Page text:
Q: What is linear law?

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Proportional.For linear movement, Newton's Second Law states that force = mass x acceleration.The equivalent for rotational movement is: torque = (moment of inertia) x (angular acceleration).Proportional.For linear movement, Newton's Second Law states that force = mass x acceleration.The equivalent for rotational movement is: torque = (moment of inertia) x (angular acceleration).Proportional.For linear movement, Newton's Second Law states that force = mass x acceleration.The equivalent for rotational movement is: torque = (moment of inertia) x (angular acceleration).Proportional.For linear movement, Newton's Second Law states that force = mass x acceleration.The equivalent for rotational movement is: torque = (moment of inertia) x (angular acceleration).

non linear

It is linear

It is linear.

A linear objective function and linear constraints.

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imitation of ohms law is that it can be applied only to linear devices it cannot be allowed to non linear devices...

which obey ohms law ANSWER: Not all potentiometers are linear some are made to follow a logarithm function some follows an exponential function. A linear potentiometer will have a linear curve. Materials that obey Ohm's Law are called 'linear' or 'ohmic'; those that don't are called 'non-ohmic' or 'non-linear'.

For Ohm's Law to apply to a conductor, the ratio of voltage to current must remain constant for changes in voltage.If the ratio changes when the applied voltage changes, then Ohm's Law does not apply.It's as simple as that!Conductors or devices to which Ohm's Law applies are termed 'linear' or 'ohmic'; those to which Ohm's Law does not apply are termed 'non-linear' or 'non-ohmic'. There are far more non-linear devices than linear devices, from which we can conclude that Ohm's Law is not an universal law.

Linear load : Linear load gives straight line response. Non linear load:Non linear load gives distorted responseAnswerA linear load obeys Ohm's Law, whereas a non-linearload does not. 'Linear loads' are also called 'ohmic' loads, and 'non-linear' loads are also called 'non-ohmic' loads. For a load to obey Ohm's Law, the ratio of its voltage to current MUST remain constant for variations in voltage. This is comparatively rare, so most loads do not obey Ohm's Law. To quote one internationally-acclaimed MIT professor, "Ohm's Law is a fake (law)!"This tells us that Ohm's Law is NOT a universal law, and it's worth querying why it's a considered to be a law at all, and whether there's any point in teaching it. The equation, R = V/I, which is often 'claimed' to represent Ohm's Law actually does not, and is derived from the definition of an ohm, and NOT from Ohm's Law.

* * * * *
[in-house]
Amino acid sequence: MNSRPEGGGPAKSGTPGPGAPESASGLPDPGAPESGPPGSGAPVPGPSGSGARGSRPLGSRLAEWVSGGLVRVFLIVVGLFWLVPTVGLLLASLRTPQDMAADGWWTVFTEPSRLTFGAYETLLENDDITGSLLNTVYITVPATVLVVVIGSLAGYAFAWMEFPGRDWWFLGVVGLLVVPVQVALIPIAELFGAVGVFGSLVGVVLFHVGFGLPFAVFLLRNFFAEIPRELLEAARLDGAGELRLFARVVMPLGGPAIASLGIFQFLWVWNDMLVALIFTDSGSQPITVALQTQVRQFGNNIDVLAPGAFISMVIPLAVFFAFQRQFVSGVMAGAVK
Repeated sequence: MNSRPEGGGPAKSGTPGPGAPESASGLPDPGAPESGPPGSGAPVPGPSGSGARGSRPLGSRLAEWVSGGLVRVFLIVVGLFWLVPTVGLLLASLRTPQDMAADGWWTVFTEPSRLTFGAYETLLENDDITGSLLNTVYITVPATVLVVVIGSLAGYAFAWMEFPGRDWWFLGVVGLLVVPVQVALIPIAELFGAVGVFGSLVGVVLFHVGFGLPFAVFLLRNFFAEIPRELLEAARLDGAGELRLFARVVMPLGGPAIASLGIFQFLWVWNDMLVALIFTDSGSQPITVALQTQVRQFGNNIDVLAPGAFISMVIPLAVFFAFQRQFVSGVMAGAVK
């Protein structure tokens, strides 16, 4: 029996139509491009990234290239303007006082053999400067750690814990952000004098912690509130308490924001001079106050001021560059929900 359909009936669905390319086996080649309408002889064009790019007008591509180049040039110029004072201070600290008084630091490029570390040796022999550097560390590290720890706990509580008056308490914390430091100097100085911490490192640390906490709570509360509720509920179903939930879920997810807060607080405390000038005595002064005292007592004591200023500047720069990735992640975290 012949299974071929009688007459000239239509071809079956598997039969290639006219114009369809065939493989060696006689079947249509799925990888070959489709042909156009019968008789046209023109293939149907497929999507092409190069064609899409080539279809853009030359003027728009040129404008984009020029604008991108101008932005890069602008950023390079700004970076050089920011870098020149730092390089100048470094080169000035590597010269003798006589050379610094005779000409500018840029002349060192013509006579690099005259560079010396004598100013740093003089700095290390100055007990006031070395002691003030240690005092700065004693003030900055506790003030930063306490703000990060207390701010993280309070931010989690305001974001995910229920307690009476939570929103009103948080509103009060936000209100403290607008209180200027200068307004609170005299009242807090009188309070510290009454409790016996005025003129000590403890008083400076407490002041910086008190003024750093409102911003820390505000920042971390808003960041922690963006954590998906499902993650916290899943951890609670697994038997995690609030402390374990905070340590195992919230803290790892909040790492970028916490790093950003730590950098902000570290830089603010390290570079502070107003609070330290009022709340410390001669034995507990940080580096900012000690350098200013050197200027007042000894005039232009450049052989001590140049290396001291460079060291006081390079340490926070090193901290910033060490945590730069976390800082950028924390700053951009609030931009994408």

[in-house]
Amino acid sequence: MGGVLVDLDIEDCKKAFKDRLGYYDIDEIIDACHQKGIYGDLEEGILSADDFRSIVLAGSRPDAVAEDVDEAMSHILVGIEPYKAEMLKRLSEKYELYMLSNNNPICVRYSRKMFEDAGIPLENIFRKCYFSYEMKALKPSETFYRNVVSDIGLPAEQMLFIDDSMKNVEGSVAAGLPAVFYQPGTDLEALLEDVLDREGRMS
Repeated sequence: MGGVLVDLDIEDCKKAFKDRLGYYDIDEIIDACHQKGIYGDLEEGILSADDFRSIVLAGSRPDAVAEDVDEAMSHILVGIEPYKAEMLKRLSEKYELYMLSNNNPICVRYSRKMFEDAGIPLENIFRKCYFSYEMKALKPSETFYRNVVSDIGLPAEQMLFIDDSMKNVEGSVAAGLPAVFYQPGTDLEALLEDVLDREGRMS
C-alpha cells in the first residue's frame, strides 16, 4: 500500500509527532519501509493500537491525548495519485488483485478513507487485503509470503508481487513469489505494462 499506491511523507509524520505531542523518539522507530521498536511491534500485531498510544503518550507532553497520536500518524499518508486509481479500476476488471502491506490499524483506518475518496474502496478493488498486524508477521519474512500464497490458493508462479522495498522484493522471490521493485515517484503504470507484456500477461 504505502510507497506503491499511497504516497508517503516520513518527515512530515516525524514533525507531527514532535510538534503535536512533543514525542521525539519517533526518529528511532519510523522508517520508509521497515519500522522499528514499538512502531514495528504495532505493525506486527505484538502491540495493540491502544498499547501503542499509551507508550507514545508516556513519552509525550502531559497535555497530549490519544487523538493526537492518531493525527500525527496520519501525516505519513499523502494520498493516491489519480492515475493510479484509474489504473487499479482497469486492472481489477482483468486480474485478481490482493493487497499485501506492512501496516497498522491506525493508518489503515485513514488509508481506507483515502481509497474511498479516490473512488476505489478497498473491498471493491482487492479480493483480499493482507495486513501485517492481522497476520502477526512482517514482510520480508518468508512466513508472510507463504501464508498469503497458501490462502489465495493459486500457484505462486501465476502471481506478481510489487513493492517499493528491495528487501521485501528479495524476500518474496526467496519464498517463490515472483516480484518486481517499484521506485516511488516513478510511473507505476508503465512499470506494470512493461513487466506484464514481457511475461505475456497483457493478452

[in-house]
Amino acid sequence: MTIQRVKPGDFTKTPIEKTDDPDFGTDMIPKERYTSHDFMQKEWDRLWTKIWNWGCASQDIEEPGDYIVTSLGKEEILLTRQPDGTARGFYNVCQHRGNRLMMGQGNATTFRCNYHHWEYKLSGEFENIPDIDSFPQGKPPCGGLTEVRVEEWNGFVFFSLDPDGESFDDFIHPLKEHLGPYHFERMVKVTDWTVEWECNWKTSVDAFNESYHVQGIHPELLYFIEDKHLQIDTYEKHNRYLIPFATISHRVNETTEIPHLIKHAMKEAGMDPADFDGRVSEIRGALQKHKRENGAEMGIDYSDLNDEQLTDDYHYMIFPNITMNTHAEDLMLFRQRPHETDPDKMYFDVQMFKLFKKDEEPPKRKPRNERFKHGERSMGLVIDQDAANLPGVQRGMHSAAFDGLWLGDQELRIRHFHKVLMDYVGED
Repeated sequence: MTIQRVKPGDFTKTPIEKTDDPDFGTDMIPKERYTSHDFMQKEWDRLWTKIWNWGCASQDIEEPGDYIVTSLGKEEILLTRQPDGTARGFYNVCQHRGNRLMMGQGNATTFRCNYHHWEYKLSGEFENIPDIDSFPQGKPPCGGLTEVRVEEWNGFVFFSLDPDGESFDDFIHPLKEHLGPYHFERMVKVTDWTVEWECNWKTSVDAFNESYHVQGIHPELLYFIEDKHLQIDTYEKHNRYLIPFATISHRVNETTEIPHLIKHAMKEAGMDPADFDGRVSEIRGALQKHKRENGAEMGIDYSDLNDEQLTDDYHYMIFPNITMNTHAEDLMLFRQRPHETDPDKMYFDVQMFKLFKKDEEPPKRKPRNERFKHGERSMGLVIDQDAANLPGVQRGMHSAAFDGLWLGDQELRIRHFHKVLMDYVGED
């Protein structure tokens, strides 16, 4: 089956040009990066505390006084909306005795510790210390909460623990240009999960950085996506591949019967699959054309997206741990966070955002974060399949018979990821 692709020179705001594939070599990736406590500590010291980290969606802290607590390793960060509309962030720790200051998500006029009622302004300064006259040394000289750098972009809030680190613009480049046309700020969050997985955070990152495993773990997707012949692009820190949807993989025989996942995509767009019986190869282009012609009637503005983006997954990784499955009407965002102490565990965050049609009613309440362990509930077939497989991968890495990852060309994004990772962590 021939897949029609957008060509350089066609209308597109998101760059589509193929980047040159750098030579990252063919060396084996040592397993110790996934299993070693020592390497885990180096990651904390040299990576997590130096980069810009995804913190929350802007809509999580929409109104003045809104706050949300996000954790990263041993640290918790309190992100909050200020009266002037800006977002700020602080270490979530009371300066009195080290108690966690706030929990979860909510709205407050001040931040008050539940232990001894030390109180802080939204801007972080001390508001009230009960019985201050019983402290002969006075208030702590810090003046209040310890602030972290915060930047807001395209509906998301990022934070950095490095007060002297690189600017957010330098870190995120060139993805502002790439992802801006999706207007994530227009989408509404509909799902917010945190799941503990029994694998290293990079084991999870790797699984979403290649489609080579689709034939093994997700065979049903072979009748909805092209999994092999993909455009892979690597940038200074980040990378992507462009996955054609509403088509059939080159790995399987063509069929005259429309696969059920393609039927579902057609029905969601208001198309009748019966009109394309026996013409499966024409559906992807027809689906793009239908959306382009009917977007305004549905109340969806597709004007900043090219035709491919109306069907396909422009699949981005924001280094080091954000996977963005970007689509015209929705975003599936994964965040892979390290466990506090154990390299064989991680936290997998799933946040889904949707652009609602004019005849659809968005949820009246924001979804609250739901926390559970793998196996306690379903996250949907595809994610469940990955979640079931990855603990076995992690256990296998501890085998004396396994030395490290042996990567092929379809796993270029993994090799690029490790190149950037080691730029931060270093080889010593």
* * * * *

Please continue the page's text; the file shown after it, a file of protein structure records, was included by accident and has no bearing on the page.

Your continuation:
You cannot apply ohm's law to non-linear devices. This is because, the non-linearity introduces different V-I characteristics which cannot be answered by mere Ohm's law.

When you are using semi conductors or the conductor is at a very high temperature.AnswerOhm's Law is not a universal law, and only applies to a limited range of conductors. For Ohm's Law to apply, the ratio of voltage to current must remain constant for variations in voltage; if the ratio varies, then Ohm's Law does not apply. Materials for which Ohm's Law applies are called 'linear' or 'ohmic'; those for which it doesn't apply are called 'non-linear' or 'non-ohmic'. There are far more 'non-linear' materials than there are 'linear'; these include the metal tungsten, electrolytes, gases, and semiconducting devices, such as diodes, etc.The ratio of voltage to current is termed 'resistance', and applies to both linear and non-linear devices. However, the equation, R = E/I, does NOT represent Ohm's Law; it is derived from the definition of the ohm. This equation applies for both linear and non-linear devices. But, for non-linear devices, it only applies at a particular voltage, as the ratio varies with changes in voltage.

Zener diode is not a linear device... it is non-linear one. Since linear devices are those devices which have linear characteristics(V-I CHAR.), or follows the Ohm's law i.e. voltage is directly proportional to current. but in case of Zener diode ohm's law fails down. the V-I char. in both forward biased & reverse biased condition is non-linear. So. Zener diode is non-linear device

No. It only applies to a very limited range of conductors that are classified as being 'linear' or 'ohmic'. Most materials are 'non-linear' or 'non-ohmic', and these do NOT obey Ohm's Law. Non-linear conductors include tungsten and non-linear devices include diodes. For Ohm's Law to apply, the ratio of voltage to current must remain constant for variations in voltage; if it doesn't, then Ohm's Law doesn't apply. Period!

Yes, Kirchhoff law is applicable to linear circuits. In fact, both of Kirchhoff'slaws are applicable to ALL circuits, because they're just conservation laws.

No. It only applies to a very limited range of conductors that are classified as being 'linear' or 'ohmic'. Most materials are 'non-linear' or 'non-ohmic', and these do NOT obey Ohm's Law. Non-linear conductors include tungsten and non-linear devices include diodes. For Ohm's Law to apply, the ratio of voltage to current must remain constant for variations in voltage; if it doesn't, then Ohm's Law doesn't apply. Period!

The main problem is that, despite its name, it is not really a 'law'! It applies to very few materials (called 'ohmic' or 'linear' materials). The vast majority of materials (called 'non-ohmic' or 'non-linear') simply do not obey Ohm's 'Law'!

because they have a proportional relation